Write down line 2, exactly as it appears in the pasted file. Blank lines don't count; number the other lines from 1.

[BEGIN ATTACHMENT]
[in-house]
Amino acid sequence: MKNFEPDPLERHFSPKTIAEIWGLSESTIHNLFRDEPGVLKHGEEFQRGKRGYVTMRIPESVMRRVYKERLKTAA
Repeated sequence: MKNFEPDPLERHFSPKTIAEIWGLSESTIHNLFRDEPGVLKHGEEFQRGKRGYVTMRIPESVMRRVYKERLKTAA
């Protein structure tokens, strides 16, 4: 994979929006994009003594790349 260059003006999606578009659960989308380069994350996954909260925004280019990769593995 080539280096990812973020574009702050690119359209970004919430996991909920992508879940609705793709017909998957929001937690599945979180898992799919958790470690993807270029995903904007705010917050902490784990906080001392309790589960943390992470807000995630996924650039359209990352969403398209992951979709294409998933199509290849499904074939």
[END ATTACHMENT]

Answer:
Amino acid sequence: MKNFEPDPLERHFSPKTIAEIWGLSESTIHNLFRDEPGVLKHGEEFQRGKRGYVTMRIPESVMRRVYKERLKTAA